Linda and Nikolai Alenov will be saying "dasvidaniya" this weekend to loyal customers of the Russian Tea House, the St. Paul stalwart that has served piroshki and borscht for 40 years.

The restaurant went on hiatus in February after Nikolai, 69, had a heart attack. The Alenovs thought they might reopen once Nikolai recovered; instead, their homey, one-day-a-week spot is closing for good after a farewell weekend of service, May 3-4, 11 a.m. to 3 p.m. (1758 W. University Av., St. Paul, 651-646-4144, Facebook).

"It's really hard to say goodbye," said Linda Alenov, 70. "But everything is different. People have to go through changes. This is a different stage in our lives and we'll have to get used to it."

The Alenovs first opened the Russian Tea House in what was once their home in 1978. It was a practical decision at the time. They were both graduates of MCAD, artists struggling to earn a living during a recession.

Nikolai's father, who was Russian, owned the University Avenue building and gave the couple a way out of the starving artist life.

"He said, 'You can use it,' " Linda recalled. Nikolai's brother Peter opened a guitar shop in the same building.

The restaurant was crammed into the bottom floor at first, while the Alenovs' children played upstairs. When their son would yell for Linda, she'd run upstairs, sing him a song, and come back down to wait on customers.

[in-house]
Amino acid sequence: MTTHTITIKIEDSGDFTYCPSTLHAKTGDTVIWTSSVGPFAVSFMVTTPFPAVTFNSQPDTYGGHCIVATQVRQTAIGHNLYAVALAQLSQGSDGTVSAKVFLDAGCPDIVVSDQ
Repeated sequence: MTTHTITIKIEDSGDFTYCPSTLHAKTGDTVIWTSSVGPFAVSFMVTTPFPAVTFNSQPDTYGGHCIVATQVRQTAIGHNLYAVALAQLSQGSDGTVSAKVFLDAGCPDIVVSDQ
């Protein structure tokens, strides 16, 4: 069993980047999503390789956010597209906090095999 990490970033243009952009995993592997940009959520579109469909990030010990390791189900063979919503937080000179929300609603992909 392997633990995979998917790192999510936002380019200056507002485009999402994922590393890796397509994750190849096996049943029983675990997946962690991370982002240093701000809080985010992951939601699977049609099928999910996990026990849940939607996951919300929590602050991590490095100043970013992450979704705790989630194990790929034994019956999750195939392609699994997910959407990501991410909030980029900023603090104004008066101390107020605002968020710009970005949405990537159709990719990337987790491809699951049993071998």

"Our kids would run around and we would watch our customers' children grow," Linda said. "It was very much of a friendship, a family-type of relationship with the customers."

They eventually moved out and expanded the restaurant to the second floor. But it always retained the personal feeling of being invited to dine in a friend's home, which was one of the restaurant's selling points.

"People like the feeling of living in a small town even if they live in a big city," Linda said. "They don't want to be invisible."

When the Alenovs first began cooking their Russian/Ukrainian food for the Twin Cities, there wasn't much of it — or much of anything that veered too wildly from what Linda perceived as "bland" fast food. They took a different approach.

"We decided, we're going to go with the garlic, go with the spice. I said, 'Let's give people a chance.' And all of a sudden, Arby's is doing jalapeño things, and people started going to Mexican, Chinese and Thai. It became popular to spice up."

They've seen other Slavic restaurants come and go over the years, and admit it's a surprise they survived the light-rail construction along University. The building of the Green Line took over access points and parking, and it hurt. That was when they switched from full-time serving to just Fridays.

"We muddled through," Linda said. "Our people hung in there and always managed to get in."

For this weekend's last call, the Alenovs will be selling Russian tea cakes and bags of frozen piroshki and quarts of borscht and stroganoff. Don't expect a warm plate of crêpes or cabbage rolls; those have been retired.

"Mostly we wanted to leave the Tea House open for people who want to come have a cup of tea and say goodbye to us," Linda said.

Just like at a friend's place, the tea will be on the house.